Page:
For more than five years, U.S. intelligence agencies followed several groups of Chinese hackers who were systematically draining information from defense contractors, energy firms and electronics makers, their targets shifting to fit Beijing's economic priorities. Last summer, says the New York Times, officials lost the trail as some hackers changed focus again, burrowing deep into U.S. government computer systems that contain vast troves of personnel data. Undetected for nearly a year, Chinese intruders executed an attack that gave them “administrator privileges” into the computer networks at the Office of Personnel Management, mimicking the credentials of people who run the agency's systems.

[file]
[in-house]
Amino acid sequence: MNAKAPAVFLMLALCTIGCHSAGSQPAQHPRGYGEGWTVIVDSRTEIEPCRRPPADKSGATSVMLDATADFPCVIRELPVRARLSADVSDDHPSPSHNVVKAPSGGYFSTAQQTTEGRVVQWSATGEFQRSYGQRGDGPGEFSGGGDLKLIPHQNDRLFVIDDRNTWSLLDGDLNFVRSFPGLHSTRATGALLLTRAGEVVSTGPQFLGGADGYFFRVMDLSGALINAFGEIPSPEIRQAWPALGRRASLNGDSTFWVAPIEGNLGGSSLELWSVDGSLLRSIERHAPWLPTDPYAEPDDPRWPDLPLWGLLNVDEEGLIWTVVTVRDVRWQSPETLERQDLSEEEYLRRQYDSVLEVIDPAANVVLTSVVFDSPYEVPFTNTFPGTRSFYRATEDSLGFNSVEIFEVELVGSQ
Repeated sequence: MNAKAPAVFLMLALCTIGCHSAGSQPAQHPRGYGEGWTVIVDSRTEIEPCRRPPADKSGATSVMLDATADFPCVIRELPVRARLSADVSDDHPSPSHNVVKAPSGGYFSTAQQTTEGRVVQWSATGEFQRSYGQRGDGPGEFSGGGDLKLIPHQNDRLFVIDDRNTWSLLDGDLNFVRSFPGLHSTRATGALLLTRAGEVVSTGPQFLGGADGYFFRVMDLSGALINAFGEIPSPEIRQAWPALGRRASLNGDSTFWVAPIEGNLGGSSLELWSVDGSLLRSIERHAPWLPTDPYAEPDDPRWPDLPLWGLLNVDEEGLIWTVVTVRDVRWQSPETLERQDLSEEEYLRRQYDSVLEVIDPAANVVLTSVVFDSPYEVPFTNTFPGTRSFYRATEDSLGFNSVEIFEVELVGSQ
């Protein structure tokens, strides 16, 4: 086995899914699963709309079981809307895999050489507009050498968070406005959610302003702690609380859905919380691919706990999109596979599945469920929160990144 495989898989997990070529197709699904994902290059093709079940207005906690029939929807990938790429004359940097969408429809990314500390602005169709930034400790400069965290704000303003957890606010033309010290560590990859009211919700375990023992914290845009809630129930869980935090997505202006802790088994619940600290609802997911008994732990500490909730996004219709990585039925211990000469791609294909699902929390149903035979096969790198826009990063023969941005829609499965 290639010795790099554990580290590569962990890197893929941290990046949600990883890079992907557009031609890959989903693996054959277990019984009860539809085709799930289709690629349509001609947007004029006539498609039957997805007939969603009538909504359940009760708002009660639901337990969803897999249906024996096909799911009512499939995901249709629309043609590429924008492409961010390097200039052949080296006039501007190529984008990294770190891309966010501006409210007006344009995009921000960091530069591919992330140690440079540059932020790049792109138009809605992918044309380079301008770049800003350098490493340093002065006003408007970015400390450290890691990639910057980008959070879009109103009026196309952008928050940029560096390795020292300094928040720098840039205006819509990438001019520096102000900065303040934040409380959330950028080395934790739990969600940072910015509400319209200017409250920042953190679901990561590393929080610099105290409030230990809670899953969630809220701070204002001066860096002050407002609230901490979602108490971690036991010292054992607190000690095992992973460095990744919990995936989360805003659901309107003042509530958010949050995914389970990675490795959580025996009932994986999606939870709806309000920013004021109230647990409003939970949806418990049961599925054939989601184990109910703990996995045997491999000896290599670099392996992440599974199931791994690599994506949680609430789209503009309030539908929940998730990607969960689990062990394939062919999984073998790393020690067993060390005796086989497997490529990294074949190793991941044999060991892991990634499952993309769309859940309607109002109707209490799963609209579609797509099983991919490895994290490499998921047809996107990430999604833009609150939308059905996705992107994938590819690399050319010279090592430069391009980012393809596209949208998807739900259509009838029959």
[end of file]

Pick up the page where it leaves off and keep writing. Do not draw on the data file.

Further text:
Much of the data had been stored in lightly protected systems of the Interior Department because it had cheap, available space for digital data storage. The hackers' target: one million federal employees and contractors who filled out a form known as SF-86, with personal, financial and medical histories for anyone seeking a security clearance. “This was classic espionage, just on a scale we've never seen before from a traditional adversary,” one official said. The administration is urgently working to determine what other agencies store sensitive information with weak protections. Te Internal Revenue Service allowed employees to use weak passwords like “password.” One report detailed 7,329 “potential vulnerabilities” because software patches had not been installed. “We are not where we need to be in terms of federal cybersecurity,” said Lisa Monaco, President Obama's homeland security adviser.